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White Boy Rick

by Lindsey Bahr
Friday Sep 14, 2018
'White Boy Rick'
'White Boy Rick'  

There's a "where are they now" at the end of "White Boy Rick," an astonishing true story about a teenager in a rough part of Detroit in the 1980s who became an undercover FBI informant, that might have served the movie better had the audience been aware from the beginning.

This kid, Richard Wershe Jr., ended up being arrested and sentenced to life in prison for possessing eight kilograms of cocaine under a controversial Michigan drug policy, the so-called 650-lifer law. He was only 17 - a minor - and, until recently, was still behind bars. This isn't the story that's told in director Yann Demange's film, but it is context that would have helped frame the whole endeavor and perhaps make us care a little more about Rick from the beginning.

As it is, this movie is all about how he ended up there. Rick, played by newcomer Richie Merritt, is the son of a smart and charismatic but down on his luck lower class dad/hustler, Richard Sr. (Matthew McConaughey, sporting a big mustache and long, combed-back hair), who's trying to advance their station in life by re-selling modified AK-47s to local drug lords in east Detroit. Rick's mom left them, and his sister, Dawn (Bel Powley) is on the verge of becoming a full-blown junkie.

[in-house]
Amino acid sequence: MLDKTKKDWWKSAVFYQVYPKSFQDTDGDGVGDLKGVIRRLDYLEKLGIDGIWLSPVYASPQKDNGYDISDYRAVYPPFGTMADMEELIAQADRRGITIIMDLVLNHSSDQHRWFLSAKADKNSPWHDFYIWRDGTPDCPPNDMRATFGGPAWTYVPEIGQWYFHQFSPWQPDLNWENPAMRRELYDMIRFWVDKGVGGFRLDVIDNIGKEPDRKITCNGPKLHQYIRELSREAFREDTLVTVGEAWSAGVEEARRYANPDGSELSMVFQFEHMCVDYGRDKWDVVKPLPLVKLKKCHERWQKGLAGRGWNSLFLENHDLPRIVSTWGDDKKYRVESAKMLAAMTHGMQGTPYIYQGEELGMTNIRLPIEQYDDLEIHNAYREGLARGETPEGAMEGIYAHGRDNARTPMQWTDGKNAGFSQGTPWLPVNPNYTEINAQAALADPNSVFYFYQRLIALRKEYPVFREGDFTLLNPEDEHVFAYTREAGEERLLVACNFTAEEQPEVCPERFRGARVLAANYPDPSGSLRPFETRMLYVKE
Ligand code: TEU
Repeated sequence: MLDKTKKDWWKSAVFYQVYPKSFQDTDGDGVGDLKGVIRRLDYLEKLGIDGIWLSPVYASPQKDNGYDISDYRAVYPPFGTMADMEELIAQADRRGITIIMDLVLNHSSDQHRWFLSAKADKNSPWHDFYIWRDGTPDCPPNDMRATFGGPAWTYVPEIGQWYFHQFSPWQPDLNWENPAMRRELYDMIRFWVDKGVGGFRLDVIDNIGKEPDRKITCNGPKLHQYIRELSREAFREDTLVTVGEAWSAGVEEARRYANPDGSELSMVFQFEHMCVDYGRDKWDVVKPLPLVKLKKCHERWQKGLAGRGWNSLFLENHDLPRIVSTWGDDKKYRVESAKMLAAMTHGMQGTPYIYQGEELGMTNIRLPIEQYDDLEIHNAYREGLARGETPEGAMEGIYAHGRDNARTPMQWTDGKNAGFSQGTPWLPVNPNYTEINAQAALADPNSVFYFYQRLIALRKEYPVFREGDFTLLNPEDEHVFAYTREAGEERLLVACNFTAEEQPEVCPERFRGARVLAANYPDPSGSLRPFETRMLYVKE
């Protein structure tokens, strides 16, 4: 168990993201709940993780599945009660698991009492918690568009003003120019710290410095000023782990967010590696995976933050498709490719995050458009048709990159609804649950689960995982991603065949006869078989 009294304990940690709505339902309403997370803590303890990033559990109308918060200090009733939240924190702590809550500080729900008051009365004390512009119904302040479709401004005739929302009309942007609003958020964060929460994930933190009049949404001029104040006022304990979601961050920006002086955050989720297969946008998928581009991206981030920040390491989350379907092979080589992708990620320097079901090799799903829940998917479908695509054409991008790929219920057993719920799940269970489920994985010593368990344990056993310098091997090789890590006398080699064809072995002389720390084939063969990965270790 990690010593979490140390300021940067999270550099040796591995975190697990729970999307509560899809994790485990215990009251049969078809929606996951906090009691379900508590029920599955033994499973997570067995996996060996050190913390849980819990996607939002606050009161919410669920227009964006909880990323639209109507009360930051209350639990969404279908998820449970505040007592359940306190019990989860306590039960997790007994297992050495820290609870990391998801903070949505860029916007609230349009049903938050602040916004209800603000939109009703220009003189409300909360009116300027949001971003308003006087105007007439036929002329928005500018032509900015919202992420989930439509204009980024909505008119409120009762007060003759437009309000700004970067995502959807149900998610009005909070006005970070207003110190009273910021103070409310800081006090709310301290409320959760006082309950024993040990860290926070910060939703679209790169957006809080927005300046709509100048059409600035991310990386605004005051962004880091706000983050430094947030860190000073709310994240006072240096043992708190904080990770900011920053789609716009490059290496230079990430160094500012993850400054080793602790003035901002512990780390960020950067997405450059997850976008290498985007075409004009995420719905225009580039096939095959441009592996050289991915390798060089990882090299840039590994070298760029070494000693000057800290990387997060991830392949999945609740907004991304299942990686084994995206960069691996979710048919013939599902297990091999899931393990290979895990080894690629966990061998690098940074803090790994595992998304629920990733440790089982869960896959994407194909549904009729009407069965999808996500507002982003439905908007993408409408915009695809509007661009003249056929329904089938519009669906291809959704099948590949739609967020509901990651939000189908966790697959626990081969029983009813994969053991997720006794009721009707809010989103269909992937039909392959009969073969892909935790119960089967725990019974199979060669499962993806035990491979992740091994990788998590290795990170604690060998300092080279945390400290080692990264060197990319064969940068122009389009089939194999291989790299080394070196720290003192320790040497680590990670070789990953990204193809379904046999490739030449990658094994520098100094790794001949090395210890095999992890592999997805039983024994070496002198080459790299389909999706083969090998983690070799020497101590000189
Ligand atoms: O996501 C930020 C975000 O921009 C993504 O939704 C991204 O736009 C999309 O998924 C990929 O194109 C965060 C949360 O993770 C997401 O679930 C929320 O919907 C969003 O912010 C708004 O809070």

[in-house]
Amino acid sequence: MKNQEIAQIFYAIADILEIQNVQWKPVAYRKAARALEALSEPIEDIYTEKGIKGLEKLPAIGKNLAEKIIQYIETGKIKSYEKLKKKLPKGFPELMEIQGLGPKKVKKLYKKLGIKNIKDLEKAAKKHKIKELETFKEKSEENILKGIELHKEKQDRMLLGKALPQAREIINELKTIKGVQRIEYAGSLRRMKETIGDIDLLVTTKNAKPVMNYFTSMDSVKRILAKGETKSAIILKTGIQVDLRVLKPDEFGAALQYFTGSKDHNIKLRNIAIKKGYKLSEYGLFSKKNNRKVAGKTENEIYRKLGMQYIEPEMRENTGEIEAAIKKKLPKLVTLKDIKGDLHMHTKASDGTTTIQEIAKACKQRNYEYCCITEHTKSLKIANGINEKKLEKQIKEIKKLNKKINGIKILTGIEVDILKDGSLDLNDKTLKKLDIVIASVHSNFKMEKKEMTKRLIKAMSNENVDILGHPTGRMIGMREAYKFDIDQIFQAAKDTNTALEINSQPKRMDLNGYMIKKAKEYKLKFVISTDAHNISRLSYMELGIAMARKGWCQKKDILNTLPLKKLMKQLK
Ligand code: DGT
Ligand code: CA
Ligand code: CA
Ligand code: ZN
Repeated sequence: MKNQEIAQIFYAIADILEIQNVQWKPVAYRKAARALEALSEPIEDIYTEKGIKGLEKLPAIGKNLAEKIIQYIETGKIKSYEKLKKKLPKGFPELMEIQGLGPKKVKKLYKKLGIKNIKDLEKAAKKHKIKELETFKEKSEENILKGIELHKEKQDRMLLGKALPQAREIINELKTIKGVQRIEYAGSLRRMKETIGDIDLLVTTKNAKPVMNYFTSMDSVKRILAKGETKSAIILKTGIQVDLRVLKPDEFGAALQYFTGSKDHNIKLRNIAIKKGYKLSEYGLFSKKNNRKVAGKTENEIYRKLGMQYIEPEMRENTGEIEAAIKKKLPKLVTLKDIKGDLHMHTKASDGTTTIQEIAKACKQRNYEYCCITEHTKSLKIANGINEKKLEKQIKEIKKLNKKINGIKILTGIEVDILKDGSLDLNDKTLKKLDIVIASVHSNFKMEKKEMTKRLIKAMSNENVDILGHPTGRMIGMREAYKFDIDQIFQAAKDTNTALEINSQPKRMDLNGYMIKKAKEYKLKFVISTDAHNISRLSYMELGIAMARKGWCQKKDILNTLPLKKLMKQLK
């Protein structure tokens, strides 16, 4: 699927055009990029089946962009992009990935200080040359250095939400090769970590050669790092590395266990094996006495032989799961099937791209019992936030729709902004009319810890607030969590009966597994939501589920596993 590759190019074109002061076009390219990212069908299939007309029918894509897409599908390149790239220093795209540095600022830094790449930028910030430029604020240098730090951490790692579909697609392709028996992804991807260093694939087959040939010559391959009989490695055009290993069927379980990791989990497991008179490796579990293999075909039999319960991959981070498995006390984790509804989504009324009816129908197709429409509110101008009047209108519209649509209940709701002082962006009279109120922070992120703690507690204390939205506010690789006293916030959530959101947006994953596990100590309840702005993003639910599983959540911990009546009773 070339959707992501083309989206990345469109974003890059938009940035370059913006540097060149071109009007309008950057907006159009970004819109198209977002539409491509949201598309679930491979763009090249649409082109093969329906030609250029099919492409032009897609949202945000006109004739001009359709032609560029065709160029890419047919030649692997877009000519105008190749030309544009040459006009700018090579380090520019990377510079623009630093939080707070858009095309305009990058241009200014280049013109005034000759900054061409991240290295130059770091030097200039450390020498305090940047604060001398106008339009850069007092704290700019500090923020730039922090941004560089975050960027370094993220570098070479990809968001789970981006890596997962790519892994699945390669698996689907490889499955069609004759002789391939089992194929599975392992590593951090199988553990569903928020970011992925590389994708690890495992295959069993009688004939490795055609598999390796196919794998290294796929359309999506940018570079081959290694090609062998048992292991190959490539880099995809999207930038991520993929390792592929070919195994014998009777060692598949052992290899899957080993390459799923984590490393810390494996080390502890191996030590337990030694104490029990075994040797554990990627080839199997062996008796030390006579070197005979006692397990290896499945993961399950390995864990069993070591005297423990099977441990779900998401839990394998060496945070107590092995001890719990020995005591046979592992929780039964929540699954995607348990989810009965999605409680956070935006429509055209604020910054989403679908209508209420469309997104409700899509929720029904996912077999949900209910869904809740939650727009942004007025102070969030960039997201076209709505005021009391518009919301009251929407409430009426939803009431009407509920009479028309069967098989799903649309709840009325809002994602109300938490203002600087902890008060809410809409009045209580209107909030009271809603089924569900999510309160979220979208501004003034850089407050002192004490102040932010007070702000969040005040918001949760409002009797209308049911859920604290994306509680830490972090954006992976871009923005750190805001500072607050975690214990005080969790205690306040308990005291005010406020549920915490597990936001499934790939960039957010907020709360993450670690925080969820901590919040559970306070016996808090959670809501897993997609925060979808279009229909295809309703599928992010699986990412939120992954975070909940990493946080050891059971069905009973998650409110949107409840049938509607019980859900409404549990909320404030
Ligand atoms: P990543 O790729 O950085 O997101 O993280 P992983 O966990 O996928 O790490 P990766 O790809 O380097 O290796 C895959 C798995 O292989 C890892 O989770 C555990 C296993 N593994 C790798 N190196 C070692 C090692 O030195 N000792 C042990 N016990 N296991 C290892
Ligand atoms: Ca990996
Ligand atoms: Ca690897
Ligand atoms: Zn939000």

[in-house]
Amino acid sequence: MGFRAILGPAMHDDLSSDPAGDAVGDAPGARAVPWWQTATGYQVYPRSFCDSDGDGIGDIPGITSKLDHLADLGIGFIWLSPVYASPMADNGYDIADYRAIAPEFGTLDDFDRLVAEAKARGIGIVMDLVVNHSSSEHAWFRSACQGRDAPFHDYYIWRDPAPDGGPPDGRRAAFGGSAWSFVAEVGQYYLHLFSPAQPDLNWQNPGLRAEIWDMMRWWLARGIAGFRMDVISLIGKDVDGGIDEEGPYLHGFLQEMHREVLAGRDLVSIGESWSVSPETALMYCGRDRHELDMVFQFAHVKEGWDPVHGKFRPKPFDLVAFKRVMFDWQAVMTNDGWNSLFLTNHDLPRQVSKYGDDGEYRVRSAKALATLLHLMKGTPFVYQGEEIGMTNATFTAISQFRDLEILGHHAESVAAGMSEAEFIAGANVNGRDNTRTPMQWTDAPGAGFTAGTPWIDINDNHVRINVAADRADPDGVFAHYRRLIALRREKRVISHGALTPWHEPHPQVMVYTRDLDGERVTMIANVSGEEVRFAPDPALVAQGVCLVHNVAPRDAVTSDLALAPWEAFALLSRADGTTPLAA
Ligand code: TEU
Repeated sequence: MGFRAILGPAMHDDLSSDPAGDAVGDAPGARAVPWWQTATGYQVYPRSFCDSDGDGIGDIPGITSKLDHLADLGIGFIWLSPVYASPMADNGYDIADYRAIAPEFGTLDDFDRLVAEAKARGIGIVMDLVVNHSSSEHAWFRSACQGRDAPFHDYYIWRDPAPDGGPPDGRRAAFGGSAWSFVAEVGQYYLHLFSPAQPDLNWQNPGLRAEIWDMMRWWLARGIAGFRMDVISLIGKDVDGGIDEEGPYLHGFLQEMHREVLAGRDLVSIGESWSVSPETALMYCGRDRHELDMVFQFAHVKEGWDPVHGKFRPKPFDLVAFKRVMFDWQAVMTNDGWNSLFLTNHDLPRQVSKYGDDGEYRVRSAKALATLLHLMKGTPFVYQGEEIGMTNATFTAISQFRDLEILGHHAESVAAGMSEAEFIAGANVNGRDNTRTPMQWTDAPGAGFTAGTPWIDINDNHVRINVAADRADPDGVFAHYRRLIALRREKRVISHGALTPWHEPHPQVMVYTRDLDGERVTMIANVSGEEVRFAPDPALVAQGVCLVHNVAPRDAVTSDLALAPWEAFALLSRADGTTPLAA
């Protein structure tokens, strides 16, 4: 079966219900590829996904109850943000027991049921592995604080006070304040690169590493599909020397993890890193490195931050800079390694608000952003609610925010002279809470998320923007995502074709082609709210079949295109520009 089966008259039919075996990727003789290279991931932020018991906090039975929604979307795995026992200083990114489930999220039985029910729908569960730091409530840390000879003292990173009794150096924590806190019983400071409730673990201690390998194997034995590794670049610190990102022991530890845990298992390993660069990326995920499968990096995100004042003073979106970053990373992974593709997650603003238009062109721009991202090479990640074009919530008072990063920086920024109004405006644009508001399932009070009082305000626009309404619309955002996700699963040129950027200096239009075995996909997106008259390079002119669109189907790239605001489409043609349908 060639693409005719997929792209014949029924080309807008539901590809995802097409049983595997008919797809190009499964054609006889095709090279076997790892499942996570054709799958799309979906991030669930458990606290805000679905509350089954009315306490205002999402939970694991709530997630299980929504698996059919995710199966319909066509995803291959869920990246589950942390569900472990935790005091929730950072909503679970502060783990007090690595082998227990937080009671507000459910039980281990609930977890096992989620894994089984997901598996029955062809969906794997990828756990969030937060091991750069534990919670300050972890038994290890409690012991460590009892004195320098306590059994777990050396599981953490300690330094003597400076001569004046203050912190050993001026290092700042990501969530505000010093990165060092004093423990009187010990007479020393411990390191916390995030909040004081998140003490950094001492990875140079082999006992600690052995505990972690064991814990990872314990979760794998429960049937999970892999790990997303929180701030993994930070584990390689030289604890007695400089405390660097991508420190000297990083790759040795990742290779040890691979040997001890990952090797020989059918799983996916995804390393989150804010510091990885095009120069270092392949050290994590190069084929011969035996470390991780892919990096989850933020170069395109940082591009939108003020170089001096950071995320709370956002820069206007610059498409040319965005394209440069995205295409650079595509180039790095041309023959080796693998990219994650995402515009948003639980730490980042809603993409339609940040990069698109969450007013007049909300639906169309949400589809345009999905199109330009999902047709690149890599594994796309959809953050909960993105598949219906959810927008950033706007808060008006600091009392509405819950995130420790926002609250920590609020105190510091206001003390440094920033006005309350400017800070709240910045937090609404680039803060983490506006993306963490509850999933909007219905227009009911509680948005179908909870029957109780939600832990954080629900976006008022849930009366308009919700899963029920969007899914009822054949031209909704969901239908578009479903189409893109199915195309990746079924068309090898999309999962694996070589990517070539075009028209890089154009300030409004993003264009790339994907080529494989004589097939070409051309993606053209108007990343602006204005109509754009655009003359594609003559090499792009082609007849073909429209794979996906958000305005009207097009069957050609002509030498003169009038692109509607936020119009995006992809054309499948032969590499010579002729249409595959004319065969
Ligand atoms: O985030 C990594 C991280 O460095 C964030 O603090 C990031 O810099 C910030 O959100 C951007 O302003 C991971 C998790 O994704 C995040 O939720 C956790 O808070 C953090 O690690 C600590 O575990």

The film starts out in 1984 when Rick is 14, and shows how this soft-spoken boy with a tough guy demeanor gets so easily swept up in and seduced by the glamour of the drug scene, the parties, the access, the girls and, of course, the money. It's right in the thick of the war on drugs and "Just Say No" proselytizing.

Two FBI agents (played by Jennifer Jason Leigh and Rory Cochrane) pay Richard Sr. a visit one day, trying to get him to give some info about the people he sells guns to. He declines, but Rick Jr. jumps in to tell them a little. And in no time at all, he's a full on informant, playing a double game with some of the city's most powerful dealers, like Lil' Man (Jonathan Majors), and making money on his own.

There are some real fun scenes, especially at the beginning, as we are introduced to the Wershe family including grandma Verna (Piper Laurie) and grandpa Roman (Bruce Dern) next door. As in most Hollywood films about blue collar people, this family is loud and brash and a little unwashed, but lovable nonetheless (it's not exactly a surprise that Darren Aronofsky is a producer. Aesthetically, "White Boy Rick" is a spiritual sister to "The Fighter").